You'll get no argument from me on Collins as a drummer. His work with Brand X is even more incredible, but now that he's post-drumkit, I guess we get Phil the Balladeer from here on out.

  • Jimv

    Interesting list.. not sure if Tool fits the classic “prog” definitions, but it's only a quibble.

    Totally agree on Carl Palmer… vastly overrated as a drummer. I always thought Neil Peart could/should have been their drummer, (and they could still be called ELP!…lol)..

    Finally, while Aqualung is indeed a classic and arguably JT's most commercial album, I woudl have to slot THICK AS A BRICK in its place, for it's sheer musicality, drama, and general over-the-top-ness. Same goes for Yes: TALES FROM TOPOGRAPHIC OCEANS would have to be the peak of prog for the band, and would also signal the moment when they jumped the shark.

    It's funny – I saw that tour in Montreal in ('74 I think?) .. and they devoted the entire front half to a note by note reading of the album. Needless to say, the crowd grew a little restless byt the time they got to Side 3! John Martyn opened that show btw, blew the building away with the echoplex.

    Ironically, I now listen to (and thoughouhly enjoy) Sides 1, 2 & 4 (side 3 is still a bitch!).

    cheers..

  • MichaelFortes

    Funny, side 3 has always been my favorite (then 4, 1, and 2). Giving Steve Howe the spotlight just made it that much more enjoyable for me.

  • http://www.popdose.com DwDunphy

    Where Thick As A Brick is concerned, I'm right there with you as far as understanding the steel cojones it took to attempt such a thing. I'm not spoiling to say that it didn't make the list, but here's a clue to #30 – It also is technically a single song, broken into two parts to accommodate a side 1 and 2 of an LP.

  • jbacardi

    Relayer is too good for me to agree with the shark jumping statement.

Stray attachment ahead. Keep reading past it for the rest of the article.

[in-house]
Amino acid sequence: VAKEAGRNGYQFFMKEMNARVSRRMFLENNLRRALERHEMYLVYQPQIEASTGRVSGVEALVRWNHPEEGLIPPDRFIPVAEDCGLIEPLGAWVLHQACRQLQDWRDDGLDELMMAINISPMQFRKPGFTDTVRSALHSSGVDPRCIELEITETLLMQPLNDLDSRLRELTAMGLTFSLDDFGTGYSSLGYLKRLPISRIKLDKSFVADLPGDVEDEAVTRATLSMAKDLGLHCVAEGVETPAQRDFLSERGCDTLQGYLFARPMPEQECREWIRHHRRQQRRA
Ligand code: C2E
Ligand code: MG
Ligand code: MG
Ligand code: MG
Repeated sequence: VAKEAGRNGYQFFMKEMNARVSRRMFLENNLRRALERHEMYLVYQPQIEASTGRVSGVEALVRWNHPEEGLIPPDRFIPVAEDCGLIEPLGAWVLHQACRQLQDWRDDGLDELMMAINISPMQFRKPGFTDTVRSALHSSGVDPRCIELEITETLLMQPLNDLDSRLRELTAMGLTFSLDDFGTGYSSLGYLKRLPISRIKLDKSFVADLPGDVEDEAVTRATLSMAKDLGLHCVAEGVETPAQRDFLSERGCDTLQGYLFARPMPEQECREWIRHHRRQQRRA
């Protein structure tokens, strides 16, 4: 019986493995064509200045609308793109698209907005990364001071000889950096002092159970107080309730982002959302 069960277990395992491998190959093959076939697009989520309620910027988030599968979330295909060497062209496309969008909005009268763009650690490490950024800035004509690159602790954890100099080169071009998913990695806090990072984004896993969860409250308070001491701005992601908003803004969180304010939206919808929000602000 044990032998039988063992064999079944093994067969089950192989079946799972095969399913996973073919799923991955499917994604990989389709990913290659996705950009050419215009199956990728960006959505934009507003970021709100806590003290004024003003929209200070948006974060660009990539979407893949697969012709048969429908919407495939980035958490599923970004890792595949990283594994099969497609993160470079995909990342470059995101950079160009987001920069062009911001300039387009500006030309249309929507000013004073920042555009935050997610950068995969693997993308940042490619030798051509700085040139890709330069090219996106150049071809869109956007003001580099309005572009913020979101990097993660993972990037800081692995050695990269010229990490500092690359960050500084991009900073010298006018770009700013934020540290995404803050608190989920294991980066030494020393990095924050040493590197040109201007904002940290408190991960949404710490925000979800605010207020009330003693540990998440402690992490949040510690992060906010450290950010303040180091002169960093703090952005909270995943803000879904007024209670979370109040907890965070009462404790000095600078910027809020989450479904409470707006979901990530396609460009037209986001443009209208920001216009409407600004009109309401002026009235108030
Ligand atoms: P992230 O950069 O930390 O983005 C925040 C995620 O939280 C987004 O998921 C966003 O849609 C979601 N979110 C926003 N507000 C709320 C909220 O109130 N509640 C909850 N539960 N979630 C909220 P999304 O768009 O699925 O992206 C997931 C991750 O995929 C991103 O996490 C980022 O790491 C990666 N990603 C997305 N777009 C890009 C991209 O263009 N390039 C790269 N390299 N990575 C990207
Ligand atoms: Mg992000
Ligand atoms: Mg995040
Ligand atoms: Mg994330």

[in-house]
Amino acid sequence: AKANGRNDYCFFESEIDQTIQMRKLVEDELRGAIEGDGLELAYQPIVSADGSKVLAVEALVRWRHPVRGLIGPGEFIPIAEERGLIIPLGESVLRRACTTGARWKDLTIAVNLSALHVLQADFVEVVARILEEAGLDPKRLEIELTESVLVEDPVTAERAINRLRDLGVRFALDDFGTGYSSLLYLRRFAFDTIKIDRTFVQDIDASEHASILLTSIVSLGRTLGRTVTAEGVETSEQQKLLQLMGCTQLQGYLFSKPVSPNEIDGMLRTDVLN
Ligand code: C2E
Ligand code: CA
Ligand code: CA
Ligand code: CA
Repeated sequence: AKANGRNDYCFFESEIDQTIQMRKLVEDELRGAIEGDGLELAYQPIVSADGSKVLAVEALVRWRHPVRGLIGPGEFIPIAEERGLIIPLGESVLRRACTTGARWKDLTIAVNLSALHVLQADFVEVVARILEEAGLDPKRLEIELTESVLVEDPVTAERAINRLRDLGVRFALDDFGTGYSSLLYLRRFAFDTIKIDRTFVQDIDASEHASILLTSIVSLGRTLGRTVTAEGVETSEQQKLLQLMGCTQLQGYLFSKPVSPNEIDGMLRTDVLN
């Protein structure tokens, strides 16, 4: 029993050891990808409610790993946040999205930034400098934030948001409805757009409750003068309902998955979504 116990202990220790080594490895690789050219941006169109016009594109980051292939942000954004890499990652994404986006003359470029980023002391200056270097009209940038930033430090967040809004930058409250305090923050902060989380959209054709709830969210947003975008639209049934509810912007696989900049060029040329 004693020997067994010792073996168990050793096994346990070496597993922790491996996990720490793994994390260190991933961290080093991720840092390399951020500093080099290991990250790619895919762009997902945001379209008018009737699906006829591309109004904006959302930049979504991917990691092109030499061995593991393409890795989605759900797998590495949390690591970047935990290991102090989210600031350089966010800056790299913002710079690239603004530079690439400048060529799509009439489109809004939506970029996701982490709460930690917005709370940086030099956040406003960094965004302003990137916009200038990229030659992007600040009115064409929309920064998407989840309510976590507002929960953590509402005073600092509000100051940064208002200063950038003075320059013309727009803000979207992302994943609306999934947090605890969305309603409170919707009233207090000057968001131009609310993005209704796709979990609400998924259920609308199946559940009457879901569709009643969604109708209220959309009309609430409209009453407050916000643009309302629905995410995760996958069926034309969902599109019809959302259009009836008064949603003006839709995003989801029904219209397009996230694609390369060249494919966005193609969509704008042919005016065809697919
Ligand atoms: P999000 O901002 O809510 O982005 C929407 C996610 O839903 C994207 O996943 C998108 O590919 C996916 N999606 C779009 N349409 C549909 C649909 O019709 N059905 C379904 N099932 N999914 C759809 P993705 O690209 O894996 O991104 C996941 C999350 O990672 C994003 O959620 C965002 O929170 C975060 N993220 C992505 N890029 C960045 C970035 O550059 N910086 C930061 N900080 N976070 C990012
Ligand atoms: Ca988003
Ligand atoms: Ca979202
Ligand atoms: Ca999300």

• jbacardi

    A Passion Play, I hope- my favorite Tull album.

  • Old_Davy

    Could I be hearing some bells of the tubular kind?

  • Old_Davy

    Drama has it's moments, but it's certainly no “Tormato”.

  • Old_Davy

    Oh yeah, “Easter Theatre” all the way. I am flat-out amazed at that song.

  • Jonny the friendly lawyer

    This is a funny train of thought because, for some reason, when I hear Tool I think of Jethro Tull. I don't know if there's a linear descent or any obvious connection, and they sure don't sound like each other. But the first time someone played me a generous helping of Tool all I could think of was Tull. Prog curse is the only explanantion….

  • http://www.bullz-eye.com DavidMedsker

    I will also readily acknowledge that I am a very casual listener when it comes to Yes. That, and my natural fondness for new wave, would explain my predisposition towards Drama.

  • smf2271

    or could it be some remembering of the future kind?

  • MichaelFortes

    I agree with you on that. Furthermore, Going For The One was equally awesome, though very different. Two great follow-up albums in a row and fortunes continuing to rise does not a shark-jump make.

  • EightE1

    If we live to see the Ommadawn.

  • EightE1

    I'll fly the flag for Drama with you; I think the new blood in the band invigorated Howe, White, and Squire into some muscular, yet nuanced playing. It's not Close to the Edge (my fave Yes album, and a desert island selection without a doubt), but it's quite good.

  • EightE1

    Well, not everyone's a drummer. I still like “Queen for a Day.”

    And you're right about the current incarnation of Yes playing some Drama stuff. A buddy of mine saw them recently and reported that both “Tempus Fugit” and “Machine Messiah” were in the setlist.

  • Old_Davy

    Hmmm. Come to think of it, “Unorthodox Behaviour” would fit nicely in this list.

  • Jimv

    OK – I'll buy that: RELAYER and GOING FOR THE ONE for sure good stuff.. good points all! :)

  • http://mostlymodernmedia.wordpress.com Beau

    Going For The One was fantastic. Of course, I liked '80s Yes, too. And at least one song they recorded in the '90s.

  • Malchus